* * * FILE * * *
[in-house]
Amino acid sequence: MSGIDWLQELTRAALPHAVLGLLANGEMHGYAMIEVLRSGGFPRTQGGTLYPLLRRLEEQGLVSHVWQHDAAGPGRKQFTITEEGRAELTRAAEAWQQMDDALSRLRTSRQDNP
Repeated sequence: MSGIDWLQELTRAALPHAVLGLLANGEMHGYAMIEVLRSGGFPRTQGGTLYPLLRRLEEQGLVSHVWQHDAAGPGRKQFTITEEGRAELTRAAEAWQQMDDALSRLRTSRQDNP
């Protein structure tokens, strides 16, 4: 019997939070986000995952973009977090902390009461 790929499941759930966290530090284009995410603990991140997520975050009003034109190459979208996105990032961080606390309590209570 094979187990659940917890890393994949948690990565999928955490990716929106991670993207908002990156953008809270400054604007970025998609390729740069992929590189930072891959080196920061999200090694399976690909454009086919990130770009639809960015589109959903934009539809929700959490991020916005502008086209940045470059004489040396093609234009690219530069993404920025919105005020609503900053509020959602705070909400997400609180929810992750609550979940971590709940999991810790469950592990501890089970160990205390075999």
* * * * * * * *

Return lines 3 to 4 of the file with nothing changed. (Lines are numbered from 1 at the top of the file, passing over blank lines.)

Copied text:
Repeated sequence: MSGIDWLQELTRAALPHAVLGLLANGEMHGYAMIEVLRSGGFPRTQGGTLYPLLRRLEEQGLVSHVWQHDAAGPGRKQFTITEEGRAELTRAAEAWQQMDDALSRLRTSRQDNP
């Protein structure tokens, strides 16, 4: 019997939070986000995952973009977090902390009461 790929499941759930966290530090284009995410603990991140997520975050009003034109190459979208996105990032961080606390309590209570 094979187990659940917890890393994949948690990565999928955490990716929106991670993207908002990156953008809270400054604007970025998609390729740069992929590189930072891959080196920061999200090694399976690909454009086919990130770009639809960015589109959903934009539809929700959490991020916005502008086209940045470059004489040396093609234009690219530069993404920025919105005020609503900053509020959602705070909400997400609180929810992750609550979940971590709940999991810790469950592990501890089970160990205390075999």